Moscow Mule

Fresh lime juice, vodka and spicy ginger beer are the hallmarks of an iconic Moscow Mule.

Moscow Mule
Photo: Getty Images
Total Time:
5 mins

Have you ever wondered if the Moscow Mule has anything to do with Russia's largest city? Or even mules (the shoes, or the animal) for that matter? And, why is the spicy and fresh drink served in a copper mug? While the Moscow Mule comes together quickly with just a few ingredients, it has a surprisingly complex flavor and an equally unexpected history.

The Moscow Mule's origin story starts with a tactful combination: "In 1941 at the Cock 'N' Bull in Hollywood, the bar owner found himself unable to sell either the cases of Smirnoff vodka he had purchased or the bottles of house made ginger beer," writes Noah Kaufman. Smirnoff, a Russian vodka, had recently been purchased, and brought to America by a Russian expat. The purchase was a poor financial decision, since vodka was a relatively new spirit in American bars and had little to no following at the time. But later on, this pantry-clearing cocktail would become a true hit — in fact, according to Kaufman, within two years it even bolstered Smirnoff to be "the vodka of choice for a properly made [Moscow] mule for decades."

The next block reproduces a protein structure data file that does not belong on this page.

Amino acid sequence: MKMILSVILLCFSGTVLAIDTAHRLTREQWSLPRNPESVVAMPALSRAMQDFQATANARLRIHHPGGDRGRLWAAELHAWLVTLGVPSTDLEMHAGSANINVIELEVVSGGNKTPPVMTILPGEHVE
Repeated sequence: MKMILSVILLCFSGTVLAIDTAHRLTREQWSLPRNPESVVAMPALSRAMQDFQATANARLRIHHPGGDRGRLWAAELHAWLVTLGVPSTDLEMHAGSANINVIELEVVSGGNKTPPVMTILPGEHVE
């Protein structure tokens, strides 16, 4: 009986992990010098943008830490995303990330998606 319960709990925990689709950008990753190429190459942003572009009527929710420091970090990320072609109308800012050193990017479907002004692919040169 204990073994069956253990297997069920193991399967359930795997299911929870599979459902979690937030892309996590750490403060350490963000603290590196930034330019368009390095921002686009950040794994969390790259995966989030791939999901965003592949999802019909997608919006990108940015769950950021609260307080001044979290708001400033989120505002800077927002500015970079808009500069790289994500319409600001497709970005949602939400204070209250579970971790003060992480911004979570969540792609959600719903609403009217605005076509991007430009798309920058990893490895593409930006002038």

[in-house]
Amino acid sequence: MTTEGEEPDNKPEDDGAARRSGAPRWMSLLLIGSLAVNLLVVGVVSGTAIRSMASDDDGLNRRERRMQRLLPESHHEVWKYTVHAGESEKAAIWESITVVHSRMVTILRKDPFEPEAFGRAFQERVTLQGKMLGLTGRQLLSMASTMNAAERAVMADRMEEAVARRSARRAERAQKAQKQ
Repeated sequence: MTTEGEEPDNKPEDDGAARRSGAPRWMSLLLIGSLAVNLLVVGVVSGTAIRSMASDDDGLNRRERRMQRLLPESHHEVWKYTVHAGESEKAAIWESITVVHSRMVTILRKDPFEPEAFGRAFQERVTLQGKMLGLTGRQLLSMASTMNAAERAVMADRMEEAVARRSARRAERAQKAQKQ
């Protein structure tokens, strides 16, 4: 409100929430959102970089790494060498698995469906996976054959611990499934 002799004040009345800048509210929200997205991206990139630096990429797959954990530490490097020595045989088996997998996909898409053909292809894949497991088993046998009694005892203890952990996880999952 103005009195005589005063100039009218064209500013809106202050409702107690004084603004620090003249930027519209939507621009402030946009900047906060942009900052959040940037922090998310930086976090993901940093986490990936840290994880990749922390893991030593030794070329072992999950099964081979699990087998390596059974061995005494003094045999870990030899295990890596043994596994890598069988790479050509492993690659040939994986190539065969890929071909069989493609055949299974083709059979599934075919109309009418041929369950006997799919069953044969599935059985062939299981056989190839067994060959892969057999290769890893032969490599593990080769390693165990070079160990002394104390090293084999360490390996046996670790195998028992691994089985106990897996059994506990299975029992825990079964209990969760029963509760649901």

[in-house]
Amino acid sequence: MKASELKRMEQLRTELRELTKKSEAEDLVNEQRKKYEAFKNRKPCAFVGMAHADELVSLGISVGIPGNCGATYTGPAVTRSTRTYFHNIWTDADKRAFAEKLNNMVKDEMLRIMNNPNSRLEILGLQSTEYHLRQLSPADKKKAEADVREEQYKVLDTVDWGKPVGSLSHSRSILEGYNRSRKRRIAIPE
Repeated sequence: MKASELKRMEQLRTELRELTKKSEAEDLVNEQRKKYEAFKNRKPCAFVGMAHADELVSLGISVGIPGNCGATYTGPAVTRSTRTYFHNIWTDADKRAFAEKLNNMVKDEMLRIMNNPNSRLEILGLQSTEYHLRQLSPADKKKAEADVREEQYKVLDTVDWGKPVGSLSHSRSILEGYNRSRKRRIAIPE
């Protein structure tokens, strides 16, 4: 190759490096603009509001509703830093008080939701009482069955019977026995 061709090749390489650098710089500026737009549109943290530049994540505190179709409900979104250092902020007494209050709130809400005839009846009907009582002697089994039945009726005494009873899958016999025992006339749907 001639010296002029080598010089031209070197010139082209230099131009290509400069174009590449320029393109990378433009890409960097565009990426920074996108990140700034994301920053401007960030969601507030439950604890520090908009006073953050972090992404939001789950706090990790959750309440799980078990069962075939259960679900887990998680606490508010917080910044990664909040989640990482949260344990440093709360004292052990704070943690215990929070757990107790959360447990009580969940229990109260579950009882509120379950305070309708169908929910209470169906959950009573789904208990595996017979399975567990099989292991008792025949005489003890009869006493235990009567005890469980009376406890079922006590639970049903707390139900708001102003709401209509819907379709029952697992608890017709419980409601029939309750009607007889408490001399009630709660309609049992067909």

It's fitting that the cocktail that was invented by throwing a few leftover things together gets served in a unique, some might say iconic, vessel that shares a similar story. "An immigrant named Sophie Berezinski came to California with 2,000 copper mugs she had designed in her father's copper shop in Russia," writes Kaufman. She found interested buyers at none other than Cock 'N' Bull who, somewhat randomly, decided to serve their newly minted Moscow Mules in the metallic mugs. While they give the drink some added glamor, the mugs stay cool, stunting the dilution of the cocktail as the ice melts more slowly.

Since a Moscow Mule contains just a few ingredients, it's important to reach for the highest quality when you can. Use sharp, spicy ginger beer for a full-flavored experience. And, as with nearly all cocktails, use lime juice from fresh, whole limes in lieu of the bottled stuff. Top everything with lots of ice to keep the cocktail chill — extra points if you use a copper mug.


  • 1/2 lime, plus 1 lime wheel for garnish

  • 2 ounces vodka

  • Ice

  • 4 ounces chilled ginger beer


  1. Squeeze 1/2 ounce lime juice into a chilled copper mug or collins glass and drop in the spent lime shell. Add the vodka, fill the mug with ice and stir well. Stir in the ginger beer and garnish with the lime wheel.


Recipe from Food & Wine Cocktails 2015

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